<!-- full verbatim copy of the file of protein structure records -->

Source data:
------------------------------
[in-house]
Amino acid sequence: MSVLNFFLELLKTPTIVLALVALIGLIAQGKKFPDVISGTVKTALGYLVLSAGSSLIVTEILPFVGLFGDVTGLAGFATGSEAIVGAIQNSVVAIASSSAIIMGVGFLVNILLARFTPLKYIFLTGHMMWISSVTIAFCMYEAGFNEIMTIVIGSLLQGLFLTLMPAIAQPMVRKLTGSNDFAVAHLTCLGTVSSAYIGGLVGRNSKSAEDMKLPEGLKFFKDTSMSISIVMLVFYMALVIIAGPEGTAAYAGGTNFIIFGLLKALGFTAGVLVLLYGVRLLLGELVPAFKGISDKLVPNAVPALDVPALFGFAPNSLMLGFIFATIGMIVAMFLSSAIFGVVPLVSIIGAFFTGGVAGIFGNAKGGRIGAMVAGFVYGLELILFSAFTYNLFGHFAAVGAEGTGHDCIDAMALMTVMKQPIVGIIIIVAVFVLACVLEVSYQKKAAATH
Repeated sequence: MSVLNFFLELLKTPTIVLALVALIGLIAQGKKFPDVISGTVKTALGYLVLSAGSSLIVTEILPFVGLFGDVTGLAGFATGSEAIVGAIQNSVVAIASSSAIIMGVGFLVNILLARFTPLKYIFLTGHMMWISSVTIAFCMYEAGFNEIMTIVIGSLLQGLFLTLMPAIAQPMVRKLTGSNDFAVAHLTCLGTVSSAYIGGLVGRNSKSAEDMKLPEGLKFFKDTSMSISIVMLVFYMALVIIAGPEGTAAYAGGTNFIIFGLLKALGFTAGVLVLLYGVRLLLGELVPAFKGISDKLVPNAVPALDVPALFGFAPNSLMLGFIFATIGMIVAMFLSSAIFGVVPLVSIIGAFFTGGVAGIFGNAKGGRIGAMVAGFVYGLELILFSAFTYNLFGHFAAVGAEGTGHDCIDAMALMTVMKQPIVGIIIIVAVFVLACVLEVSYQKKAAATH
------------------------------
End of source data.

[in-house]
Amino acid sequence: MSVLNFFLELLKTPTIVLALVALIGLIAQGKKFPDVISGTVKTALGYLVLSAGSSLIVTEILPFVGLFGDVTGLAGFATGSEAIVGAIQNSVVAIASSSAIIMGVGFLVNILLARFTPLKYIFLTGHMMWISSVTIAFCMYEAGFNEIMTIVIGSLLQGLFLTLMPAIAQPMVRKLTGSNDFAVAHLTCLGTVSSAYIGGLVGRNSKSAEDMKLPEGLKFFKDTSMSISIVMLVFYMALVIIAGPEGTAAYAGGTNFIIFGLLKALGFTAGVLVLLYGVRLLLGELVPAFKGISDKLVPNAVPALDVPALFGFAPNSLMLGFIFATIGMIVAMFLSSAIFGVVPLVSIIGAFFTGGVAGIFGNAKGGRIGAMVAGFVYGLELILFSAFTYNLFGHFAAVGAEGTGHDCIDAMALMTVMKQPIVGIIIIVAVFVLACVLEVSYQKKAAATH
Repeated sequence: MSVLNFFLELLKTPTIVLALVALIGLIAQGKKFPDVISGTVKTALGYLVLSAGSSLIVTEILPFVGLFGDVTGLAGFATGSEAIVGAIQNSVVAIASSSAIIMGVGFLVNILLARFTPLKYIFLTGHMMWISSVTIAFCMYEAGFNEIMTIVIGSLLQGLFLTLMPAIAQPMVRKLTGSNDFAVAHLTCLGTVSSAYIGGLVGRNSKSAEDMKLPEGLKFFKDTSMSISIVMLVFYMALVIIAGPEGTAAYAGGTNFIIFGLLKALGFTAGVLVLLYGVRLLLGELVPAFKGISDKLVPNAVPALDVPALFGFAPNSLMLGFIFATIGMIVAMFLSSAIFGVVPLVSIIGAFFTGGVAGIFGNAKGGRIGAMVAGFVYGLELILFSAFTYNLFGHFAAVGAEGTGHDCIDAMALMTVMKQPIVGIIIIVAVFVLACVLEVSYQKKAAATH